Rocking a Baldie With Pride Isn’t Just About MJ — It’s About My Mother

As a kid, I helped take out her braids; years later, she joined me in baldness

InIn the late ’80s, I was 13 years old, and puberty was not kind. With pimples sprouting all over my face and gangling arms and legs flailing everywhere, I looked like a human grasshopper, scrutinizing my acne in front of the bathroom mirror while figuring out my identity.

When I wasn’t in there picking and primping, I could find my mother there fixing her hair. Momma kept her hair braided for most of my adolescence. She would spend an entire day at a makeshift hair salon — usually the living room of a woman’s house — getting it plaited. My dad was a fierce enough proponent of natural hair that he only approved of an Afro; he wasn’t shy about voicing his disapproval of the time (or money) my mom spent on her hair. He told her it was nonsense, a useless exercise in vanity.

Momma would often defer to my father in most matters, but not when it came to her look. Getting her hair done by a professional hairdresser was an essential component of her happiness. And despite my dad’s protests, they only lasted a couple of days; I think he understood.

Momma’s braids were intricate and fine, perhaps an eighth of an inch in width, and cascaded across the length of her shoulders. Her hairdresser Camilla would intermingle smooth synthetic hair with Momma’s natural hair and weave the two.

I’m a boy, I thought. I shouldn’t have to do my mother’s hair. Then Momma would arrive home with new hair the next weekend, and I’d love her hair all over again.

When Momma stepped into the house with a fresh new hairstyle on a Saturday evening, a winning smile lighting up her face, my sisters and I couldn’t help but smile back at her. Momma has been a beautiful woman since I’ve known her, an object of desire for many men no matter her hairstyle. But Momma’s plaited hair created an aura about her, which stole the breath from my lungs. She looked like a demure queen, and it made me ecstatic for her. I loved her hair.

I loved Momma’s hair, that is, until it was time to take out her braids.

Every few months or so, we’d have to move the coffee table from its usual spot on the carpet and replace it with newspapers and a kitchen chair. Momma, wearing a pair of black sweat pants and a wrapped towel, would settle in, a plastic bag positioned next to her feet and a comb nestled on her lap.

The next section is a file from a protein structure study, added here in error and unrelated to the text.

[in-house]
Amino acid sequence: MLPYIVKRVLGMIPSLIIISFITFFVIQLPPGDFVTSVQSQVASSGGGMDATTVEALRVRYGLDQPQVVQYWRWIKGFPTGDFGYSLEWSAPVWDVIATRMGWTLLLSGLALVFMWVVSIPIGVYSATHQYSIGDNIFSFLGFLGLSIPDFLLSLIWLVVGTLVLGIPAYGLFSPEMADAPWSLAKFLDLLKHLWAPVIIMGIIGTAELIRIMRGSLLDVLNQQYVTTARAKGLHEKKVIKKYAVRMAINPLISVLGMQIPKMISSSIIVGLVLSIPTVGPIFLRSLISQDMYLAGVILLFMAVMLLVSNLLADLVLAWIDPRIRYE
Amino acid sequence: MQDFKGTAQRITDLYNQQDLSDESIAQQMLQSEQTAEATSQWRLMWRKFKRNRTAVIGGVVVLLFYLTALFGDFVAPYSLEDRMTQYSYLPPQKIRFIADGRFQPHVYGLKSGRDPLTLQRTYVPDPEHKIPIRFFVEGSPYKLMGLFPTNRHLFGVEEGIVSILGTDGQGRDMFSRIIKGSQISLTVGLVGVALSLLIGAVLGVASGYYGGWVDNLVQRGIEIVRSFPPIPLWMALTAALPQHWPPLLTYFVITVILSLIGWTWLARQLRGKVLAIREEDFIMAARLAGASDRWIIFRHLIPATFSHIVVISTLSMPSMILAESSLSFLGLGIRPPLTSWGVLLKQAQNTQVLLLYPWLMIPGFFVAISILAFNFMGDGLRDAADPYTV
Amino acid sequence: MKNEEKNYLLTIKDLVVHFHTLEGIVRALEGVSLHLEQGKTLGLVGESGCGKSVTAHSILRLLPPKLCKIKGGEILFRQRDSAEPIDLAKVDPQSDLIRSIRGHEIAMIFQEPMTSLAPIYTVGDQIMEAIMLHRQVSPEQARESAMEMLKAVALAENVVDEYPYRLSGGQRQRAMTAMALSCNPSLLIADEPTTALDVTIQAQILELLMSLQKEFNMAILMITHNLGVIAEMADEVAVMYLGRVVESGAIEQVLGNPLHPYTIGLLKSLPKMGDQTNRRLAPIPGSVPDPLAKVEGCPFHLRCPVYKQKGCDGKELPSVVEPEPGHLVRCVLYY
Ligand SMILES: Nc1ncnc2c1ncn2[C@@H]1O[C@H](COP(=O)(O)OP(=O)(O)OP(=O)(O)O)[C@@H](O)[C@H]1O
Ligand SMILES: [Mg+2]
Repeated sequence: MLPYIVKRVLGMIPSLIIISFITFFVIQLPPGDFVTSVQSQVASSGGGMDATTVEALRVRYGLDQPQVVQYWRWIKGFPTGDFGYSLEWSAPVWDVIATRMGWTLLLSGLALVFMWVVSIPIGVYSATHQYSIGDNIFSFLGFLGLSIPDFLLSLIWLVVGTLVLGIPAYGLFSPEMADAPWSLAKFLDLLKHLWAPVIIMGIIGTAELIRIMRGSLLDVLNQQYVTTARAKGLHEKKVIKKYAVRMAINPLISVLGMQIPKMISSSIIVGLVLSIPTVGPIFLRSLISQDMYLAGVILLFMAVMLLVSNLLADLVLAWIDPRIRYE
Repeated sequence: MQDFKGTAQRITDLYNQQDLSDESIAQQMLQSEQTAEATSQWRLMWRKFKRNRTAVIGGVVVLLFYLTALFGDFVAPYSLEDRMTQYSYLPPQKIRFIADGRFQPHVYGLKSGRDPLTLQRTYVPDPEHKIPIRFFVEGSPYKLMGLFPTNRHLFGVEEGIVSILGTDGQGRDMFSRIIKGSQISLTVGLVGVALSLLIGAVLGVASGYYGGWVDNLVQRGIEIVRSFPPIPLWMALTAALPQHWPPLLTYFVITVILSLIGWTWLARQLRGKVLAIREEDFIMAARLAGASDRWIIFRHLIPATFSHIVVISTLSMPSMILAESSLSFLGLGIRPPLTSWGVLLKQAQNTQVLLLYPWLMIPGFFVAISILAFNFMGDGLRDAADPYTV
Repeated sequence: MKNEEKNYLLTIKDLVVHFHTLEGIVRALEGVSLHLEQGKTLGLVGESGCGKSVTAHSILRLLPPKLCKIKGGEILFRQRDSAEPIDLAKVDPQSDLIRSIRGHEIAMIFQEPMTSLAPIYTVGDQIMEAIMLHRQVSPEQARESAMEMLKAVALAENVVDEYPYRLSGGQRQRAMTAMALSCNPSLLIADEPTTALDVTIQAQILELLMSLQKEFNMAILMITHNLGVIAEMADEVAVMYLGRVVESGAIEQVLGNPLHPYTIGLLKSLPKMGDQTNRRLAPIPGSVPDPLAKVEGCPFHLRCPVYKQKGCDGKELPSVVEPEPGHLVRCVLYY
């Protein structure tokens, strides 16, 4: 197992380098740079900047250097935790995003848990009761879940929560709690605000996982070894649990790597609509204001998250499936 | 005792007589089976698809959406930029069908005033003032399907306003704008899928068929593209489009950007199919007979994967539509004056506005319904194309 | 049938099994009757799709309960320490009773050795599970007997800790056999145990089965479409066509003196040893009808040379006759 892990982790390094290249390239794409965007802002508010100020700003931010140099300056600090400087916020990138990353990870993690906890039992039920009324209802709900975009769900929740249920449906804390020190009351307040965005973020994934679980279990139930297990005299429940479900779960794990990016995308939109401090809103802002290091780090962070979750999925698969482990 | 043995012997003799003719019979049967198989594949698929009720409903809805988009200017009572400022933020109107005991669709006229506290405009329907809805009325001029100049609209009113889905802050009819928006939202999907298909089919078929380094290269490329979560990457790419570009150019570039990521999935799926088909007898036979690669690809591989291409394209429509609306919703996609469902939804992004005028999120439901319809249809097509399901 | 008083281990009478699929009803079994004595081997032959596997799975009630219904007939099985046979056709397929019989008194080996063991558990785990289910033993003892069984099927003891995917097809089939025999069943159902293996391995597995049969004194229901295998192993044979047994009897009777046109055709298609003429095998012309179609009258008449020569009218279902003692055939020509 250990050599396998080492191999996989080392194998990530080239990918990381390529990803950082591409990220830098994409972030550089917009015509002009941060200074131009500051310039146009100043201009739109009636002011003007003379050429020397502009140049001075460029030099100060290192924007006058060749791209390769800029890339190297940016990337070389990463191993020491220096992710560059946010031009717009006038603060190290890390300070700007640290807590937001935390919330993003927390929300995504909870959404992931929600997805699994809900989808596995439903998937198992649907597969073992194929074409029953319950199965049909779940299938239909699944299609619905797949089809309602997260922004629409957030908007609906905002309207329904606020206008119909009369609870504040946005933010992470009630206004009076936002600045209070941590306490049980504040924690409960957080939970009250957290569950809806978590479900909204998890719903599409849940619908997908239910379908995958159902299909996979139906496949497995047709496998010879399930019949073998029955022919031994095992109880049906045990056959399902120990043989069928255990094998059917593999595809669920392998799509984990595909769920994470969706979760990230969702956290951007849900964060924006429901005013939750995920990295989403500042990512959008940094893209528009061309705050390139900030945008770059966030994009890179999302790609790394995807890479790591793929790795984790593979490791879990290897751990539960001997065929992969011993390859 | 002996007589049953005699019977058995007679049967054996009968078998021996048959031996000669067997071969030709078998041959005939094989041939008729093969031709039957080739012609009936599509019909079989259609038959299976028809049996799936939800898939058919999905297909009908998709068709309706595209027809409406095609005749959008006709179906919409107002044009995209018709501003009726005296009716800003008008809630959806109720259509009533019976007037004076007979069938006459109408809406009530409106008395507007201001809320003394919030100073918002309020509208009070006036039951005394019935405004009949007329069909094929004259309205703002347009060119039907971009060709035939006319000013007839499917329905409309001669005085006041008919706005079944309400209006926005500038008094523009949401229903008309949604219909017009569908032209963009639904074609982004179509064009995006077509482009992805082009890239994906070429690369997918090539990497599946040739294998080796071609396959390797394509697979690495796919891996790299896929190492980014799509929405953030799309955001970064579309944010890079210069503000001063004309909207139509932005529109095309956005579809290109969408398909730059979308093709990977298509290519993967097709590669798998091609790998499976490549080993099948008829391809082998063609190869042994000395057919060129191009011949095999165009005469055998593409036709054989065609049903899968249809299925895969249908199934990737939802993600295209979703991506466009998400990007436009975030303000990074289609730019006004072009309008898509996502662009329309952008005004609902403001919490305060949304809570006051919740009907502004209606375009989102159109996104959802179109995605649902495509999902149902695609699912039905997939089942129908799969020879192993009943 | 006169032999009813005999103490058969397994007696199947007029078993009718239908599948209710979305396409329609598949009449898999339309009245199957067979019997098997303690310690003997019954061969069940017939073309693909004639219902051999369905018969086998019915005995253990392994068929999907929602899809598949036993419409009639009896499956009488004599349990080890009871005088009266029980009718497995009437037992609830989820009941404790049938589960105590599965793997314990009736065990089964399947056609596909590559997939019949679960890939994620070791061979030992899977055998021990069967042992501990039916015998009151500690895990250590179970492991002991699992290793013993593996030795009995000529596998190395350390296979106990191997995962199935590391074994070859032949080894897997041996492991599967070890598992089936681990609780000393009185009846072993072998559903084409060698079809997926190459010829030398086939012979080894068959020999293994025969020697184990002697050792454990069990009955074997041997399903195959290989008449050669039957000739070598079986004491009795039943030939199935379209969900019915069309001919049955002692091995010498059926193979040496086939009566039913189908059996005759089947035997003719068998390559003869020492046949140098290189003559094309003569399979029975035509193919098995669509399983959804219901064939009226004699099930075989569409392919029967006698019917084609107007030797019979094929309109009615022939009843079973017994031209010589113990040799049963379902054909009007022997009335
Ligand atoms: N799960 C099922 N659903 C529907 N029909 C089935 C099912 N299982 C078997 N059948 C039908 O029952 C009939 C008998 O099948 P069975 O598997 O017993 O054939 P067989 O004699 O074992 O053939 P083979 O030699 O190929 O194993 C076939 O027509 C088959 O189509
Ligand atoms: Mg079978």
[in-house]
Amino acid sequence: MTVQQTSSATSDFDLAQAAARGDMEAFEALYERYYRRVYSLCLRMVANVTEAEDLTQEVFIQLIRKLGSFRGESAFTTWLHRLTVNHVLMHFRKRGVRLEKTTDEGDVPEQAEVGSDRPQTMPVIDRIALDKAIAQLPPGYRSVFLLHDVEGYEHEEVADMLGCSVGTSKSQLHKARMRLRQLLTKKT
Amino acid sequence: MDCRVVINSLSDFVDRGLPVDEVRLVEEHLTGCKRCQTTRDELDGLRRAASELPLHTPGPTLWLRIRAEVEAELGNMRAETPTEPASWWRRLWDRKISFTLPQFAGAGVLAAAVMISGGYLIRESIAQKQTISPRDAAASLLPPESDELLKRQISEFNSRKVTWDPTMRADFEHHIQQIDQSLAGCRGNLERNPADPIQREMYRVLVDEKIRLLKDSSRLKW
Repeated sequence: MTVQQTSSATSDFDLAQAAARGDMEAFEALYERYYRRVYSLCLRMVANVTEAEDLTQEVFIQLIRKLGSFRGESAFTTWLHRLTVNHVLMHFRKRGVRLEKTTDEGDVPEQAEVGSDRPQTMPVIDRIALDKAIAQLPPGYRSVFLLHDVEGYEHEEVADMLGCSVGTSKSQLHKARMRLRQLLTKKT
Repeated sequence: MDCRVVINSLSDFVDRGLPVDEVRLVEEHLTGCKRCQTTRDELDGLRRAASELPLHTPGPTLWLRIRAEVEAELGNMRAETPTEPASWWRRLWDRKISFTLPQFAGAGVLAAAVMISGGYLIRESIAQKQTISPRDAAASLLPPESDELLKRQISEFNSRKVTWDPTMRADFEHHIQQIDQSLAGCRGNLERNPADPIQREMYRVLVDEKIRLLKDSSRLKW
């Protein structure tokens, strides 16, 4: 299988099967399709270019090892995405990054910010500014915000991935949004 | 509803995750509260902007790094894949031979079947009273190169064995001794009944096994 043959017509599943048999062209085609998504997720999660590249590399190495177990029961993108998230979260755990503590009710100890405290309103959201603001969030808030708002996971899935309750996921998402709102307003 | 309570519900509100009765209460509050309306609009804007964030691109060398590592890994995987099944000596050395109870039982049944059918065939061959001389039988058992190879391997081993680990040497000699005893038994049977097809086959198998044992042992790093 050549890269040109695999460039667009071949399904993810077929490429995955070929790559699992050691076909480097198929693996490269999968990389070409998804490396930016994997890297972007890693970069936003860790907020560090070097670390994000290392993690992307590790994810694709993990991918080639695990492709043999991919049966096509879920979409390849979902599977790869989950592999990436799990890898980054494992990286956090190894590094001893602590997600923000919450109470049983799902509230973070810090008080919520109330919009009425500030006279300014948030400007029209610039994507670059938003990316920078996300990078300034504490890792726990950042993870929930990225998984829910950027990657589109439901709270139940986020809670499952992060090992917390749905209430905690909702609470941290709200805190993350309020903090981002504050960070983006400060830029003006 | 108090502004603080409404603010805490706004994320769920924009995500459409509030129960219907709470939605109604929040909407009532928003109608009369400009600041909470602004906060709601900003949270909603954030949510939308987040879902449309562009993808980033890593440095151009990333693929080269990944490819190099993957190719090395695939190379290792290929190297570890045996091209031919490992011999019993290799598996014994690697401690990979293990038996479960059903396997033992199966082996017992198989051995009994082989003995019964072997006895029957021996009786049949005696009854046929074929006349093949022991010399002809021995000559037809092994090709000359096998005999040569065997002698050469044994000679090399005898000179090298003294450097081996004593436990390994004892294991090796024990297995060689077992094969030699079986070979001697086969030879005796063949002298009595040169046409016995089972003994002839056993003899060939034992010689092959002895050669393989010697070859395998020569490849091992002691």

My younger sisters and I would form a semicircle around her, select a braid, and start the delicate process of untwisting the plait. Momma’s real hair would have grown some in the previous months, creating new knots with the synthetic hair that we had to untangle. We devoted hours of our weekend to her hair, and it became a painful process for everyone involved, both physically and mentally. If one of us happened to yank on the knot during the ordeal, Momma would let us know about it.

Once after accidentally pulling on a knot and getting chastised for it, I slammed my hands against my sides and said, “Why can’t you have the lady who fixes your hair undo your braids, Momma?”

My two sisters stopped untwisting and looked at me, their eyes telling me that I’d done wrong.

“That’s okay,” Momma said. “You’re doing a good job. Just slow down a little. We’ve got the entire day to do this.”

I would sometimes rush through, because I hated the project. I’m a boy, I thought. I shouldn’t have to do my mother’s hair. I was so relieved when we’d finally finish the job. Then Momma would arrive home with new hair the next weekend, and I’d love her hair all over again.

InIn the early ’90s, I shaved my head bald. I did it for two reasons: I wanted to be like Michael Jordan, and I was fed up with getting haircuts from my parents, who would often cut bald spots in my hair, opening me up for ridicule from my classmates. My father’s eyes widened when he saw his son sporting a bald head for the first time. “You look like a middle-aged man,” he said. “Why can’t you cut your hair like the other boys?”